In the first scenario – vss.13-21 – a man takes a wife but then claims she is not a virgin.  To prove her virginity her family presents to the elders of the town a garment that has evidence on it.  This is not entirely clear in the text – it could be something that proves the girl is menstruating and therefore not pregnant.  It also could be the garment on which the marriage was consummated showing she was a virgin at the time (although it seems the man would have seen this also and so not made the claim).  If the family’s proof is conclusive, the man is chastised (probably whipped) and made to pay the family 100 shekels of silver (twice the ‘bride price’ which he presumably would have already paid – to put this in perspective, an average wage was 10 shekels per year).  He also cannot divorce her and she must remain his wife for his whole life.

However, if the family cannot prove the girl’s virginity she is brought to the door of her parent’s house and stoned to death.  She is executed because she has brought dishonor to her father’s house and to the nation as a whole.  Sex outside of marriage is thus seriously forbidden.

In verse 22, Moses states a very simple prohibition against adultery.  Any man caught lying with a married woman will die along with the woman.  No exceptions.

In verse 23, he lays out a scenario that is not quite as cut and dried.  In this case a man finds an engaged girl in the city and lies with her.  There seems to be some sense that the girl is not entirely a willing partner in this.  However, if they are found they are both executed because in the city the girl could have cried out and someone would have heard her.  The fact that she apparently did not, makes her guilty of adultery.  Notice that infidelity during the betrothal period is considered adultery – there is no difference between engaged and married in the case of unfaithfulness.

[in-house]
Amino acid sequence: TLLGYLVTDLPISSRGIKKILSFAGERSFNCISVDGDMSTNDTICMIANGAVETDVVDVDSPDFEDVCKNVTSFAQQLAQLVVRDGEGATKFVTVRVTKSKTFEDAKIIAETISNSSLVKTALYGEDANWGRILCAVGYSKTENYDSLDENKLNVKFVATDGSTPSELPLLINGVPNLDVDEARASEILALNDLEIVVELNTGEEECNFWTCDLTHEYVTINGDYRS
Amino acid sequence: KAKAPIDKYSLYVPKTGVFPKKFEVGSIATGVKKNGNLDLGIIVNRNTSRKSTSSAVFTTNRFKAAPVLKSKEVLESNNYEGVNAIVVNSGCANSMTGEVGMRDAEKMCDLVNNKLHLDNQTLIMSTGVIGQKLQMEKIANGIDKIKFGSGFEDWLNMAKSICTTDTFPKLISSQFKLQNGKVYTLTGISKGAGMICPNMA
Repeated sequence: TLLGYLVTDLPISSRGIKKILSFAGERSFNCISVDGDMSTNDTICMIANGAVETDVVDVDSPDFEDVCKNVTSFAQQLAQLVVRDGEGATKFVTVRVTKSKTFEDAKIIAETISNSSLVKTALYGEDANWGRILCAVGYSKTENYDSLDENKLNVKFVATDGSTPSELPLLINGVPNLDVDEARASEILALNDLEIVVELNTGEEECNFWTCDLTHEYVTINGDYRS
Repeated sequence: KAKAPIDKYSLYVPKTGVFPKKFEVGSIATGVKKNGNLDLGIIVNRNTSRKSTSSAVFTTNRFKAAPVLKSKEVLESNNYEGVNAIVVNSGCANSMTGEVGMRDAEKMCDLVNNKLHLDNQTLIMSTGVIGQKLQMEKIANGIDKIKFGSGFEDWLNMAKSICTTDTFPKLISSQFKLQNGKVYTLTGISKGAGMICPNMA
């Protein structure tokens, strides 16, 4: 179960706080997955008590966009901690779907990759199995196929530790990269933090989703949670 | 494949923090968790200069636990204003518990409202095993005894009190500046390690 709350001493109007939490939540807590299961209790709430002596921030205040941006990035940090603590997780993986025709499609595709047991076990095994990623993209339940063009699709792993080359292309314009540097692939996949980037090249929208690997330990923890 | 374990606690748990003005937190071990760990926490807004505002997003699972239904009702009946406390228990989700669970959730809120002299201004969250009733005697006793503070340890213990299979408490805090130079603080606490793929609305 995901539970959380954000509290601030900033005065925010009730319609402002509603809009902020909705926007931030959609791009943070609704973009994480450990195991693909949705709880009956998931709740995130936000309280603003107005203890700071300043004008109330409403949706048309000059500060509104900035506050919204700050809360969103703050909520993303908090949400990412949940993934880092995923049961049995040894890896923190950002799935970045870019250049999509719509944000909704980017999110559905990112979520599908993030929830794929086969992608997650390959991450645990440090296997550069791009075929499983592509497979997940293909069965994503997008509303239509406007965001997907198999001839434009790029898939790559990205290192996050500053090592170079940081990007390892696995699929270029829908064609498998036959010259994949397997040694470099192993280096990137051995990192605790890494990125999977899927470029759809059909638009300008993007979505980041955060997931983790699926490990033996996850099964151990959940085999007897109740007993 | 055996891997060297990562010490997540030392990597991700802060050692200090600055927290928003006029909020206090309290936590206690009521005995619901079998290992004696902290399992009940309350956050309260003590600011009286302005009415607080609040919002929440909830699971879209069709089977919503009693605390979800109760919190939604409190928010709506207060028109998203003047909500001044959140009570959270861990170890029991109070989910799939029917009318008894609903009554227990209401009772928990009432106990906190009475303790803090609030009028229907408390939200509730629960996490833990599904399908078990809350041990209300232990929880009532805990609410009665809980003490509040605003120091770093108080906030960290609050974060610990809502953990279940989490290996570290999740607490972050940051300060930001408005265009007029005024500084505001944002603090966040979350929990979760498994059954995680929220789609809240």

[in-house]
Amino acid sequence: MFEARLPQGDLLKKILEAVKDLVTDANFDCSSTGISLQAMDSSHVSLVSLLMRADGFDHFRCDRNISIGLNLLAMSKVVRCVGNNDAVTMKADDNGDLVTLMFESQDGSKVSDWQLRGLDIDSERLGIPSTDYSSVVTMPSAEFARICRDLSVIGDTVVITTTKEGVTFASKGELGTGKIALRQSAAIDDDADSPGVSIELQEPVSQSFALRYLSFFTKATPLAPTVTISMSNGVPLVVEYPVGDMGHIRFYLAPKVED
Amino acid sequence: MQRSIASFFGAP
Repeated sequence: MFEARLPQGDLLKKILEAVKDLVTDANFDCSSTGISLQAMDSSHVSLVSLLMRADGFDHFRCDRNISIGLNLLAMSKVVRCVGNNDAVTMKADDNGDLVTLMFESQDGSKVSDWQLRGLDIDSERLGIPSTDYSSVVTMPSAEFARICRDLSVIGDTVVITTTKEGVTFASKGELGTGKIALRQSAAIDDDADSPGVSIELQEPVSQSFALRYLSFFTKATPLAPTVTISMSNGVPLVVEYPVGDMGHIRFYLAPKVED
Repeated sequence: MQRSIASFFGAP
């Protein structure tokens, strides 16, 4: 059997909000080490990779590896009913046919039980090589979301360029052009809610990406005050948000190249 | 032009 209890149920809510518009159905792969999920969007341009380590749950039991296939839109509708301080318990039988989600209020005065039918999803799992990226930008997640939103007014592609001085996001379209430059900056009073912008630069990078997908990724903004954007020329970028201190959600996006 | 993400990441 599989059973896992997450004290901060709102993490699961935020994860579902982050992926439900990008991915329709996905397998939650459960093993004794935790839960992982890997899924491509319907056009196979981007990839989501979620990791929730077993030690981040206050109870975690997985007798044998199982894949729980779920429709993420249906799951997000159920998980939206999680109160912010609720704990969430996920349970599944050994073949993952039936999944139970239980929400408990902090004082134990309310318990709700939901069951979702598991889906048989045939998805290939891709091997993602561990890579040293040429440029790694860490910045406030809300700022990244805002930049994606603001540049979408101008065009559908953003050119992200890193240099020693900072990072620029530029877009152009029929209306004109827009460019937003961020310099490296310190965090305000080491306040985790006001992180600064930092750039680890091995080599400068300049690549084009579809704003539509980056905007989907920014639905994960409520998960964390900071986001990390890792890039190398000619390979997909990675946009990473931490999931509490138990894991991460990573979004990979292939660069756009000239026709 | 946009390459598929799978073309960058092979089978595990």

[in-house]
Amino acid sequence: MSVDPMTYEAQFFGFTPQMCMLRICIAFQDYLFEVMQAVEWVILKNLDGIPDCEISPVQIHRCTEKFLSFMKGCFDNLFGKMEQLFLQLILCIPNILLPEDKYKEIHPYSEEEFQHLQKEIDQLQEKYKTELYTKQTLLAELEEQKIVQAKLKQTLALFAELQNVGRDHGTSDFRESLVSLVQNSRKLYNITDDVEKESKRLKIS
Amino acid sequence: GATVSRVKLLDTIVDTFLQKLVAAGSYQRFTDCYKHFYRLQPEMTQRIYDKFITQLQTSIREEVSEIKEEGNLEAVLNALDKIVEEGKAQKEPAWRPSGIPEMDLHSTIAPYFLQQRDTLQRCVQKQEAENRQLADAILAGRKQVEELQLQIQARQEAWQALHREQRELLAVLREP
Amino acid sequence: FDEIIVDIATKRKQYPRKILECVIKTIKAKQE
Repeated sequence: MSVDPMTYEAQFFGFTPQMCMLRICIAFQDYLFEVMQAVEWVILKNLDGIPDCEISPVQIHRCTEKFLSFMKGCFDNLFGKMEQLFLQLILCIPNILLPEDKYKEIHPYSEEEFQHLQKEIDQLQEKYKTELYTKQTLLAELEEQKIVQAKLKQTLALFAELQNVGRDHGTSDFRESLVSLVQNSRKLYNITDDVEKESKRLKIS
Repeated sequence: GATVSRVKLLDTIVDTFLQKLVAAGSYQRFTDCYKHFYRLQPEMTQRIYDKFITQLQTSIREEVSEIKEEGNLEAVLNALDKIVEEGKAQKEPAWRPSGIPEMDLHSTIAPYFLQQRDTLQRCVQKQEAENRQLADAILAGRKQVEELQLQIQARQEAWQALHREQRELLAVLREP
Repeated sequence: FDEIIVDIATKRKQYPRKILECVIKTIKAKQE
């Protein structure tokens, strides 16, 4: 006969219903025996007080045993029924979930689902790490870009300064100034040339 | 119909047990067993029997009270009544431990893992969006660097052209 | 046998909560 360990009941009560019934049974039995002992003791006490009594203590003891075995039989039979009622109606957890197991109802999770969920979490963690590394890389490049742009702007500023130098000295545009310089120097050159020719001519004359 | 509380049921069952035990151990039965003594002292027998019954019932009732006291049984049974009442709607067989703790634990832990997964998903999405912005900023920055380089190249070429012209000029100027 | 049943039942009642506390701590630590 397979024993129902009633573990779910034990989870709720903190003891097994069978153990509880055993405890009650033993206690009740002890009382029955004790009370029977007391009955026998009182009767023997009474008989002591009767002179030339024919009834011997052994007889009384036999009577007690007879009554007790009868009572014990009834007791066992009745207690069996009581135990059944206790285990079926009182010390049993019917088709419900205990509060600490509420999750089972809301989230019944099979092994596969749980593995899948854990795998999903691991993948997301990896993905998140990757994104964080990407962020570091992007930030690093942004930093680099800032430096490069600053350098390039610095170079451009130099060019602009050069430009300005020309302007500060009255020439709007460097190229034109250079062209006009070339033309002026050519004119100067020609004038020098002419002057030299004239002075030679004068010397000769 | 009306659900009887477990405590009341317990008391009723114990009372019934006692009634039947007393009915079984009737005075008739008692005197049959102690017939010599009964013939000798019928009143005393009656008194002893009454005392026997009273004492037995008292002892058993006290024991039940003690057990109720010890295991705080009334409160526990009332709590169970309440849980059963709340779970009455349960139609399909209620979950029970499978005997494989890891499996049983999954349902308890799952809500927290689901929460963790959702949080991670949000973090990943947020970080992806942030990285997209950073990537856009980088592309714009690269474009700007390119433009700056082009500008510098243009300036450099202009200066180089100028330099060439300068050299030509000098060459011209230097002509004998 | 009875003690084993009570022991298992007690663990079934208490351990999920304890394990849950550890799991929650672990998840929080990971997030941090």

In verse 25, the situation is similar except the violation takes place in the field (notice the addition of the words forces her which is not in the scenario that takes place in the city).  In this case the girl is innocent because she may have cried out but no one was around to hear her.  The man therefore is the only one guilty and the only one put to death.  One very important fact to notice in this scenario is that the girl is engaged.  This rule does not apply to an unattached girl – as the next scenario will make clear.  Thus the man is put to death technically for adultery – not for rape in itself.  He had sex with a betrothed woman which is a capital crime.

The final scenario is listed beginning in verse 28.  In this case a man rapes a girl who is not engaged.  Where the rape takes place is not an issue because adultery is not in question.  Notice also that the text leaves little doubt that the act against the girl is rape – there really is no other way to interpret the words used.  The man is punished by having to pay the girl’s family 50 shekels of silver (presumably the bride price for a virgin – see Exodus 22:16 – in Israel the man pays a bride price to the girl’s family and the girl’s family pays to him a dowry – it is notable that this fine is only half what he would owe if he publicly defamed her as in verse 19).  The girl also becomes his wife and he cannot divorce her for the rest of his life.

This final scenario is hard to reconcile with modern sensibilities.  How can it be that the punishment for raping a woman is that she becomes the wife of the rapist and he pays a fine?  A woman is raped and then told she will be the wife of the man who raped her?  “But it is OK because at least he cannot divorce you and you will be with him forever!”  This is a hard text to explain to an unbeliever or to someone who wants to find fault with the Bible.